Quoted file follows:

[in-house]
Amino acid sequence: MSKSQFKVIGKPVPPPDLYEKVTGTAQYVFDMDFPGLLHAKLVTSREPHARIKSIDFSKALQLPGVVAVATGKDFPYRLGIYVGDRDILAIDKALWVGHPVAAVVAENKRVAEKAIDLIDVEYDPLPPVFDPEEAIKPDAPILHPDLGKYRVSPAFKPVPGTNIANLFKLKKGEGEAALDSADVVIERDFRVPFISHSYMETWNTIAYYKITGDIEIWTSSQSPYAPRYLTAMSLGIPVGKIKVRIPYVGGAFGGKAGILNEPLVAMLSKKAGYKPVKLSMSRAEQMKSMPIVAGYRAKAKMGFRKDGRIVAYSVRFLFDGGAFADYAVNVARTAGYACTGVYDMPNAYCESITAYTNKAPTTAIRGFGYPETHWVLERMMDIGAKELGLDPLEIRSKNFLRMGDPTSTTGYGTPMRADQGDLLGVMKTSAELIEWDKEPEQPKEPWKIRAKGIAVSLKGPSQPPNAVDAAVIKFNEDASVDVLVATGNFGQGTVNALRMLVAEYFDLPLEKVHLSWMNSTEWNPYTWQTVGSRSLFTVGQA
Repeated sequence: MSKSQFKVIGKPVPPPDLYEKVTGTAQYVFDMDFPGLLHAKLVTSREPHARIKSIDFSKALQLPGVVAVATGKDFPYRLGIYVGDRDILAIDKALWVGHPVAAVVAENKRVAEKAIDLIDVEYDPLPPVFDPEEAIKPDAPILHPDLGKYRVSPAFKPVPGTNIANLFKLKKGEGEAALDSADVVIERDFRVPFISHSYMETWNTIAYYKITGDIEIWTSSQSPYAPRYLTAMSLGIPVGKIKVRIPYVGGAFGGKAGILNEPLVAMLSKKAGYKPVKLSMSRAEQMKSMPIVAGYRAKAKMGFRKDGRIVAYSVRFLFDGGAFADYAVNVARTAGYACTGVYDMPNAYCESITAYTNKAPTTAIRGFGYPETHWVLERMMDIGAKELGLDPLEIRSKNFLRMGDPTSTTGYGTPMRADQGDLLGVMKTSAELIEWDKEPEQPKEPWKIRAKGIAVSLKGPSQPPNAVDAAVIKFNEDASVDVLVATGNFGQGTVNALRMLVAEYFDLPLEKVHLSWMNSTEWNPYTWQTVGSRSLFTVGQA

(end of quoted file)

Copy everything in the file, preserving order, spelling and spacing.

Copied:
[in-house]
Amino acid sequence: MSKSQFKVIGKPVPPPDLYEKVTGTAQYVFDMDFPGLLHAKLVTSREPHARIKSIDFSKALQLPGVVAVATGKDFPYRLGIYVGDRDILAIDKALWVGHPVAAVVAENKRVAEKAIDLIDVEYDPLPPVFDPEEAIKPDAPILHPDLGKYRVSPAFKPVPGTNIANLFKLKKGEGEAALDSADVVIERDFRVPFISHSYMETWNTIAYYKITGDIEIWTSSQSPYAPRYLTAMSLGIPVGKIKVRIPYVGGAFGGKAGILNEPLVAMLSKKAGYKPVKLSMSRAEQMKSMPIVAGYRAKAKMGFRKDGRIVAYSVRFLFDGGAFADYAVNVARTAGYACTGVYDMPNAYCESITAYTNKAPTTAIRGFGYPETHWVLERMMDIGAKELGLDPLEIRSKNFLRMGDPTSTTGYGTPMRADQGDLLGVMKTSAELIEWDKEPEQPKEPWKIRAKGIAVSLKGPSQPPNAVDAAVIKFNEDASVDVLVATGNFGQGTVNALRMLVAEYFDLPLEKVHLSWMNSTEWNPYTWQTVGSRSLFTVGQA
Repeated sequence: MSKSQFKVIGKPVPPPDLYEKVTGTAQYVFDMDFPGLLHAKLVTSREPHARIKSIDFSKALQLPGVVAVATGKDFPYRLGIYVGDRDILAIDKALWVGHPVAAVVAENKRVAEKAIDLIDVEYDPLPPVFDPEEAIKPDAPILHPDLGKYRVSPAFKPVPGTNIANLFKLKKGEGEAALDSADVVIERDFRVPFISHSYMETWNTIAYYKITGDIEIWTSSQSPYAPRYLTAMSLGIPVGKIKVRIPYVGGAFGGKAGILNEPLVAMLSKKAGYKPVKLSMSRAEQMKSMPIVAGYRAKAKMGFRKDGRIVAYSVRFLFDGGAFADYAVNVARTAGYACTGVYDMPNAYCESITAYTNKAPTTAIRGFGYPETHWVLERMMDIGAKELGLDPLEIRSKNFLRMGDPTSTTGYGTPMRADQGDLLGVMKTSAELIEWDKEPEQPKEPWKIRAKGIAVSLKGPSQPPNAVDAAVIKFNEDASVDVLVATGNFGQGTVNALRMLVAEYFDLPLEKVHLSWMNSTEWNPYTWQTVGSRSLFTVGQA